Larry Silverstein’s 72-floor tower, 4 World Trade Center, sits in the shadow of the 9/11 Memorial. In its own way, it is a tribute to the indomitable spirit of New Yorkers, and was one of the first buildings to go up after the attack on our city. Inviting artists to paint in unfinished spaces is not unusual for Silverstein Properties. In fact, Silverstein Properties has given free studio space to various artists for more than ten years, giving them an environment to not only paint, but also show and sell their work free of charge.
So it seemed a logical next step to allow art to speak to the horrific events of 9/11 by bringing together artists who wished to share their artistic abilities, collaboratively on the 69th floor, within 34,000 square-feet of raw space, overlooking One World Trade Center, the 9/11 Memorial, and all of southern Manhattan. Many of the artists had deep connections to not only New York, but also lower Manhattan in particular. This was an ambitious project – the ultimate pop-up in a new, high-security building – with some of the most well-known street artists in the country alongside talented, lesser-known, artists.
The project began over a year ago, when Dara McQuillan, Silverstein Properties’s Chief Marketing Officer, was meeting with Doug Smith, the owner of World Trade Gallery, who at the time had on view works done by many well-known street artists who he also represents. McQuillan was quite taken with the work, and suggested offering the artists a chance to paint on a larger canvas – the unfinished walls of a new building. It was then that the project known as Graffiti in the Sky took form.
Untapped Cities was fortunate to spend over an hour on the 69th floor with Doug Smith, the man who brought the artistic team together, and curated the project. Below are some of the images that fill the space and makes up the project. This space will soon become one of the floors occupied by Spotify, who recently signed a lease for 378,000 square feet on floors 62-72 as part of its New York headquarters.
Hand-painted on the cement floor, artist DUDA (David Uda). Below, curator, Doug Smith pointing out the section entitled “In Bloom” with one hand-painted flower for every person who died on this site, and 13 stripes representing the American flag.
$10 Bill by artist, David Hollier. The Hamilton bill is a tribute to the man who is buried just two blocks south, in Trinity Church Cemetery. $10 Bill was created with hand-painted text of the Broadway hit HAMILTON.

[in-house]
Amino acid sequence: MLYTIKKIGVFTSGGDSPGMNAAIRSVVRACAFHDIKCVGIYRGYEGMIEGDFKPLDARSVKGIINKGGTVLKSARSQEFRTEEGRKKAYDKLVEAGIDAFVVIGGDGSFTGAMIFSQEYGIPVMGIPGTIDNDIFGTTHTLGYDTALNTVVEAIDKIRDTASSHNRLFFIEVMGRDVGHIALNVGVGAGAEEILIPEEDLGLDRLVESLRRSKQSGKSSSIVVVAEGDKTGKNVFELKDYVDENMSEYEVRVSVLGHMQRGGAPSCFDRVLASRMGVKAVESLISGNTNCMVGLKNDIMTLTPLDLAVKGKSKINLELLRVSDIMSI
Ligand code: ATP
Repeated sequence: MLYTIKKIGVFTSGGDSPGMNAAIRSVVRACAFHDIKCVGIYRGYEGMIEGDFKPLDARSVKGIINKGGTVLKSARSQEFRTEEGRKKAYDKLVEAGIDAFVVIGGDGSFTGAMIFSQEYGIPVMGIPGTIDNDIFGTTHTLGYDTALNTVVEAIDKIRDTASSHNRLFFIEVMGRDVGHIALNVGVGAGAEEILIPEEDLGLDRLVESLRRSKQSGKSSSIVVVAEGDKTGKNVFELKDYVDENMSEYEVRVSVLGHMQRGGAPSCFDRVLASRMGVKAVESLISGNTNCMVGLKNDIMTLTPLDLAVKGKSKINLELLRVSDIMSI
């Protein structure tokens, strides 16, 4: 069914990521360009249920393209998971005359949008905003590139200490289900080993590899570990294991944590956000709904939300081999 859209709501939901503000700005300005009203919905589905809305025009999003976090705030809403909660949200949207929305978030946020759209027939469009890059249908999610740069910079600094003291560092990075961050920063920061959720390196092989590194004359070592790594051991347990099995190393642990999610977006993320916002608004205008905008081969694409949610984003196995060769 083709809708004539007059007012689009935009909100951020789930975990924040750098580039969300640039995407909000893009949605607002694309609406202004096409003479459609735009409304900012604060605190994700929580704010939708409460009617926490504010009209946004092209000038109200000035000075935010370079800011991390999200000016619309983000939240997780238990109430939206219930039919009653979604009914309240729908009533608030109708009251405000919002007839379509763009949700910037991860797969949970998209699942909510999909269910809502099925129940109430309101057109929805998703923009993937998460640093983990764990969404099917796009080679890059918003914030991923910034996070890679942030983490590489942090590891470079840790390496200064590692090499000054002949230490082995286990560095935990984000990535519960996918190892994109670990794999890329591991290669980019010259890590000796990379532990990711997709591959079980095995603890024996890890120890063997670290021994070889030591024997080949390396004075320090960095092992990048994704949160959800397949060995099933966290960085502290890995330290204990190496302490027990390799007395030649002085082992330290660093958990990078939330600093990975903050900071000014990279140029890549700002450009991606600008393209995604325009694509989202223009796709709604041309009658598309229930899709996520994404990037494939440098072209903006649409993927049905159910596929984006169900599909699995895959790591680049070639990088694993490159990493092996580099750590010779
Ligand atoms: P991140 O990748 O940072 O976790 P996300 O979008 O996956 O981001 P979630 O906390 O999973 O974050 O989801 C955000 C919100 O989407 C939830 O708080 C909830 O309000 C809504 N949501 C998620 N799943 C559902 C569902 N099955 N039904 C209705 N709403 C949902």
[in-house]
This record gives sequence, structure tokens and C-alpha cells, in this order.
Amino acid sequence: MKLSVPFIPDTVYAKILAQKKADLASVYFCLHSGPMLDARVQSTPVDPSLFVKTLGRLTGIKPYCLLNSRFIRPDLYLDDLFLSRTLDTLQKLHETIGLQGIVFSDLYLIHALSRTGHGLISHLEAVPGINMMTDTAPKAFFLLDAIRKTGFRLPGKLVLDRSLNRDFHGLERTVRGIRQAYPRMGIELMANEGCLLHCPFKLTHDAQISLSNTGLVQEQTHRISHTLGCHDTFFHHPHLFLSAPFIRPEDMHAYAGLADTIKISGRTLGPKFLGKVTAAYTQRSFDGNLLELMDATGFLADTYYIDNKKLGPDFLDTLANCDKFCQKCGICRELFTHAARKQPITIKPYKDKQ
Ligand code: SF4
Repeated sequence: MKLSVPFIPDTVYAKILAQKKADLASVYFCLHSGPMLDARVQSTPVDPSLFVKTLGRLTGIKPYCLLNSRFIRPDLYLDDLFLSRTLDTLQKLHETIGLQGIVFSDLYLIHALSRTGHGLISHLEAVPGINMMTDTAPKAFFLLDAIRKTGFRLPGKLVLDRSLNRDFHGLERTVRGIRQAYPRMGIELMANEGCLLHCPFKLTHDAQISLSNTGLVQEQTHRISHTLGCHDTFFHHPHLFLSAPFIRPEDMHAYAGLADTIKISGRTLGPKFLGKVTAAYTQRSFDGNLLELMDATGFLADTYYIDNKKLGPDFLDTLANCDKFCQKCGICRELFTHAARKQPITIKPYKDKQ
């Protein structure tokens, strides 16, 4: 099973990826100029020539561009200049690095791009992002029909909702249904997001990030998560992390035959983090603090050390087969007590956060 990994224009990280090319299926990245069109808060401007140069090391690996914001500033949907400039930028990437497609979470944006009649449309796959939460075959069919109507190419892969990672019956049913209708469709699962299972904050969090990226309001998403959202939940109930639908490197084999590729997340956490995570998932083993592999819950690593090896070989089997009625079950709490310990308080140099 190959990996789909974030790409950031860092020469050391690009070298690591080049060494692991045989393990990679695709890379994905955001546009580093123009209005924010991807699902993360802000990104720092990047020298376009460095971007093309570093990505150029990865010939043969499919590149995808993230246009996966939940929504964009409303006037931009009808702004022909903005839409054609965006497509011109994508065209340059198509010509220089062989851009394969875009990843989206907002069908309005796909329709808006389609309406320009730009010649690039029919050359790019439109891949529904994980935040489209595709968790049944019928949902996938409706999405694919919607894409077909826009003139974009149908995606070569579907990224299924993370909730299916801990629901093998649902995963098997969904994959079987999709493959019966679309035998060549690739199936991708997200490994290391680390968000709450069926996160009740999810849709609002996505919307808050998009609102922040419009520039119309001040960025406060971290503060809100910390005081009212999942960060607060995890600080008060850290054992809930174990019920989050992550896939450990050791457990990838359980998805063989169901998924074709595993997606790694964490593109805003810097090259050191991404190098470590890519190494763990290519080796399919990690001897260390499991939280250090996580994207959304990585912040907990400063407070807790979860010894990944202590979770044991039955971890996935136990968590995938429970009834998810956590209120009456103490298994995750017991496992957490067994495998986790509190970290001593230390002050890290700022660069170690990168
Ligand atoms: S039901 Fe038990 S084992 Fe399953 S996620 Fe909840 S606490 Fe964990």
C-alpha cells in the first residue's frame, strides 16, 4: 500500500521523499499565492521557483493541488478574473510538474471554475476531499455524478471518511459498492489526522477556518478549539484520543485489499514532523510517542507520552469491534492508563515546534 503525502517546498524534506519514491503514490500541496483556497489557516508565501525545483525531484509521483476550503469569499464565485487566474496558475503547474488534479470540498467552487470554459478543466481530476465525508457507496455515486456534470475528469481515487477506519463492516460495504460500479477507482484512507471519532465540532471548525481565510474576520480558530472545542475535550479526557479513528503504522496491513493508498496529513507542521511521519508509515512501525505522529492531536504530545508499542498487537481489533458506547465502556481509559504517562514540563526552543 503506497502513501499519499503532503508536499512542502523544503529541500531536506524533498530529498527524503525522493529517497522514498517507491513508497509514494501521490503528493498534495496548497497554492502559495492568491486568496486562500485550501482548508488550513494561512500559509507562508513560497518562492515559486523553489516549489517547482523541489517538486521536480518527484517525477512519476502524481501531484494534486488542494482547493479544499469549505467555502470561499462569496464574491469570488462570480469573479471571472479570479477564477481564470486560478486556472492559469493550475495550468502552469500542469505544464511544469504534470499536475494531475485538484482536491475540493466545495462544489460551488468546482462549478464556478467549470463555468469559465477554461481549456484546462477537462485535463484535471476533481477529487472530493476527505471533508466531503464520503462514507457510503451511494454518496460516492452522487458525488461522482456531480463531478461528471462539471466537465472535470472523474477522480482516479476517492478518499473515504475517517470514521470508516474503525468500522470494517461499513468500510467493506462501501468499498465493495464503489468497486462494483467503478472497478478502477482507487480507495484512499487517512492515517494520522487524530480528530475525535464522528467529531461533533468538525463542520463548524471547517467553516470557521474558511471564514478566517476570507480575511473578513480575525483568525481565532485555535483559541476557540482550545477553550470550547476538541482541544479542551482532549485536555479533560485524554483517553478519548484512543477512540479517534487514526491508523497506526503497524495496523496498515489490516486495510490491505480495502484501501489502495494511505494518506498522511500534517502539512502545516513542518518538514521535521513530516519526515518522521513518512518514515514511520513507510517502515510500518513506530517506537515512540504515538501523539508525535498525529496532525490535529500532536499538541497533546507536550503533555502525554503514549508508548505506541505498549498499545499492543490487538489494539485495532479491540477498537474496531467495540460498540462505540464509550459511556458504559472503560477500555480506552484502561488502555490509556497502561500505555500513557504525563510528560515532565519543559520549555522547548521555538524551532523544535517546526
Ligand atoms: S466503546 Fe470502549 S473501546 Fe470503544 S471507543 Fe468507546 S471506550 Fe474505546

“Dakini Wonderland” by the artist, KIMYON3333. The Dakini, or sky dancer, translated from Tibetan, is the definitive expression and embodiment of divine female enlightened energy.
Left, “21 Characters” by Sonni. Center, “Phoenix” by Brooklyn-based artist Ben Angotti
“Optimistic Rebel” by artist, BoogieREZ
Four portraits of Larry Silverstein were painted, at various ages and perspectives of the artist. The above portrait by artist Hugo Bastidas, alongside is curator Doug Smith, pointing out the significance of “Prevail” by artist, Basil.
Curator, Doug Smith pointing out architectural significance in “II”, by artist Rubin 415 (Tony ‘Rubin’ Sjoman)
The original project hatched by McQuillan and Smith was thought to be temporary, with the artists and their work lost to a lessee, who would cover the beauty and the spirit of the project in white paint. However, with luck and just the right lessee, the artistic venture known as Graffiti in the Sky will remain in a high-profile, permanent ‘gallery’ of sorts, with daily exposure for the artists, and continued online press, honoring both their work and the resilience and spirit of the people of this city.
Join us for this weekend’s tour of the untold stories of 9/11:
Untold Stories of 9/11 Walking Tour
While you’re Downtown, check out 20 Permanent Outdoor Art Installations, and explore 12 Outdoor Art Installation to see on the Esplanade. Or take a behind the scenes tour, which is the very best way to see the City. You can get in touch with the author at AFineLyne.